Organisations in Fife have joined forces to reduce the soaring number of people reported missing each year and ensure their safe return.
With police officers and partner agencies having to deal with an average of 12 ‘misper’ reports every day in the Kingdom, the drain on resources caused by such cases is massive.
A new working group has been set up to better understand why people go missing in the first place so appropriate measures can be taken to prevent repeat episodes, provide relevant support to loved ones and respond consistently to protect missing people who often have underlying vulnerabilities.
The renewed focus on the issue comes after figures revealed Fife had to deal with a staggering 4,417 missing person reports last year, which eclipsed the 3,586 in 2015/16 and the 2,799 tackled in 2014/15.
There have also been a number of high profile investigations in the region of late, most notably the tragic case of teenager Libbi Toledo who was found dead after a nine-day search in Kirkcaldy in September.
Detective Chief Inspector John Anderson, from Fife’s Public Protection Unit, said it is a priority for agencies to make sure anyone currently subject to a missing person investigation or contemplating going missing is given the support they need to either return home or stay safe.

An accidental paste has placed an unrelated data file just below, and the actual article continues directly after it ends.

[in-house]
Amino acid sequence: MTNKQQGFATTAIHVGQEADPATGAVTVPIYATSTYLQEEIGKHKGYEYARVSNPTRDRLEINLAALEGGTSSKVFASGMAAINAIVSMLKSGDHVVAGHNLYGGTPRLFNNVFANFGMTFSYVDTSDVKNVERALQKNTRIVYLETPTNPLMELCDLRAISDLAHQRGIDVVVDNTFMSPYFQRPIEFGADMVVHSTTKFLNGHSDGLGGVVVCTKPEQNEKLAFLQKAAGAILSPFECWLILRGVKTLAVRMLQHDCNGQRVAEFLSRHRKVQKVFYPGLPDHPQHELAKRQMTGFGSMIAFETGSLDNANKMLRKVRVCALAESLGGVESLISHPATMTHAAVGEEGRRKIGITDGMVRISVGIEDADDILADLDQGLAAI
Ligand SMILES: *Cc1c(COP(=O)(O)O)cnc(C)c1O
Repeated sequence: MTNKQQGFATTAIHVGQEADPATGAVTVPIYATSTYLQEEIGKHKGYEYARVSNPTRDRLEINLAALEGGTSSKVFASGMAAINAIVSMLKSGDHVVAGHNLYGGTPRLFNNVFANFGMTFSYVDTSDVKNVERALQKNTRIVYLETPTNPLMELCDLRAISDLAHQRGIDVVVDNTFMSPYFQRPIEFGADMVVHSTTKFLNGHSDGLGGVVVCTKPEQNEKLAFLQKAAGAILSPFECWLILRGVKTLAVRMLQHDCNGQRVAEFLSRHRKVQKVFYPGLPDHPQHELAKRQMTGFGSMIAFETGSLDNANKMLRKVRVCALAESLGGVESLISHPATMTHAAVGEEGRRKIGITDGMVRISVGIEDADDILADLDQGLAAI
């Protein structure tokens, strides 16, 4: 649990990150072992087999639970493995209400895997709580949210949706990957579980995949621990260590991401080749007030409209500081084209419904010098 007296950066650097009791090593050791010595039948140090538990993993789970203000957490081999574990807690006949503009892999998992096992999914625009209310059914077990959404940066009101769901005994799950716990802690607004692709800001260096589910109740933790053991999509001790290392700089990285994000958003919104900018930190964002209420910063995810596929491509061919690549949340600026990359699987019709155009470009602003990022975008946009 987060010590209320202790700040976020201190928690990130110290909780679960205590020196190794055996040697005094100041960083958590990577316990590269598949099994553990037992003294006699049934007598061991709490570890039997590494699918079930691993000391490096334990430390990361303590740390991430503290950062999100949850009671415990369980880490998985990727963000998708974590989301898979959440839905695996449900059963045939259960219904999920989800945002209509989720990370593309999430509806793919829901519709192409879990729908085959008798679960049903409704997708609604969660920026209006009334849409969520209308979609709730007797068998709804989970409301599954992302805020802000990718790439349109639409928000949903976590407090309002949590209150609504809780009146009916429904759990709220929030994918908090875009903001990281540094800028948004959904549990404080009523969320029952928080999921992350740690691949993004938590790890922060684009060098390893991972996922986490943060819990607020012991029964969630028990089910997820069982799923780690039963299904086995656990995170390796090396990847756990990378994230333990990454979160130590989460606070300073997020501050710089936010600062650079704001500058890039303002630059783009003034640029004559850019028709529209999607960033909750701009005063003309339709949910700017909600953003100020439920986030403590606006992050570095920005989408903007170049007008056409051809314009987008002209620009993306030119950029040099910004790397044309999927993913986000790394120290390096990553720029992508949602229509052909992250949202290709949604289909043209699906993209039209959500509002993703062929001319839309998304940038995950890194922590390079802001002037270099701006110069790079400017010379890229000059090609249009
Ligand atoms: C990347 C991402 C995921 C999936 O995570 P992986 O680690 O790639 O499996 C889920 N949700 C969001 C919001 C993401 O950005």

He explained: “We as professionals understand that whenever a person goes missing, it has a profound impact on the missing person, their family and friends and first and foremost we must recognise the factors that contribute to a person disappearing so we can take appropriate steps to prevent such incidents occurring.
“Furthermore, we recognise that a collaborative approach to how we support vulnerable people and conduct missing person inquiries is vital to ensuring someone returns home safely and will allow our organisations to develop best practice techniques that can prevent further episodes and improve the manner in which we all collectively respond.”
DCI Anderson revealed that there have already been more than 2,500 missing person investigations since April this year, with that number expected to rise at this time of year when pressures are heightened.
He added: “There are various reasons why someone may choose to leave their current circumstances and situation behind and in addition to supporting those affected by a family member or friend going missing, we must also make sure that those who have went missing know what support networks are available to them.”
Some studies suggest medium-risk, medium-term cases costs taxpayers up to £2,500 – meaning that Fife is currently spending in excess of £11 million a year on chasing up ‘misper’ reports.
The first meeting of the working group – which comprises representatives from Police Scotland, NHS Fife, Fife Council, education, private care establishments and the voluntary sector – has already been held to try and develop a strategy aimed at promoting collaboration and identifying best practice across all agencies.
It will also work closely with the Child Protection Committee, the Adult Support and Protection Committee and the Multi Agency Public Protection Arrangements (MAPPA) Strategic Oversight Group in the region.